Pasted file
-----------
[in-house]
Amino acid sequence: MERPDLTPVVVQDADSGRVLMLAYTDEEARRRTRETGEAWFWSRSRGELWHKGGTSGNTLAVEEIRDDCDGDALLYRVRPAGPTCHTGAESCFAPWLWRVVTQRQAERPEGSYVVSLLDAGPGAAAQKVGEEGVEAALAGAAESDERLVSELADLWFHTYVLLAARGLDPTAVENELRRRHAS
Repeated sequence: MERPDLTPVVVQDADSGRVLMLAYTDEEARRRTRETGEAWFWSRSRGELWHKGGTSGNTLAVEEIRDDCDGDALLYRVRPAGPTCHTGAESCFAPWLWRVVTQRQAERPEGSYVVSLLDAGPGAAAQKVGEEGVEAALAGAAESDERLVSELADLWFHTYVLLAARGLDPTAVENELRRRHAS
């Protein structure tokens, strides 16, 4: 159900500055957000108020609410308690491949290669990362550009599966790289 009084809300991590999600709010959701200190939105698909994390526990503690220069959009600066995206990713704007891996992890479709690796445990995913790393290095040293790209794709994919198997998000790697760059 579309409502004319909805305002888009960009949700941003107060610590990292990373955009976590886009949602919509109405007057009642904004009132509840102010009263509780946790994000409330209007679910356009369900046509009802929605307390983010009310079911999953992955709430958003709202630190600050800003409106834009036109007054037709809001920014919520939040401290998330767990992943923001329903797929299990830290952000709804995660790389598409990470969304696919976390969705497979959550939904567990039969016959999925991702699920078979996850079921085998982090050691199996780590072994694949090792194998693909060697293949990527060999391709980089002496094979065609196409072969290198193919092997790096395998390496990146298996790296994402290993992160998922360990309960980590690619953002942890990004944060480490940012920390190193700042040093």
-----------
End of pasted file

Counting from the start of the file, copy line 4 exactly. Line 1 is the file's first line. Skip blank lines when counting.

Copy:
């Protein structure tokens, strides 16, 4: 159900500055957000108020609410308690491949290669990362550009599966790289 009084809300991590999600709010959701200190939105698909994390526990503690220069959009600066995206990713704007891996992890479709690796445990995913790393290095040293790209794709994919198997998000790697760059 579309409502004319909805305002888009960009949700941003107060610590990292990373955009976590886009949602919509109405007057009642904004009132509840102010009263509780946790994000409330209007679910356009369900046509009802929605307390983010009310079911999953992955709430958003709202630190600050800003409106834009036109007054037709809001920014919520939040401290998330767990992943923001329903797929299990830290952000709804995660790389598409990470969304696919976390969705497979959550939904567990039969016959999925991702699920078979996850079921085998982090050691199996780590072994694949090792194998693909060697293949990527060999391709980089002496094979065609196409072969290198193919092997790096395998390496990146298996790296994402290993992160998922360990309960980590690619953002942890990004944060480490940012920390190193700042040093």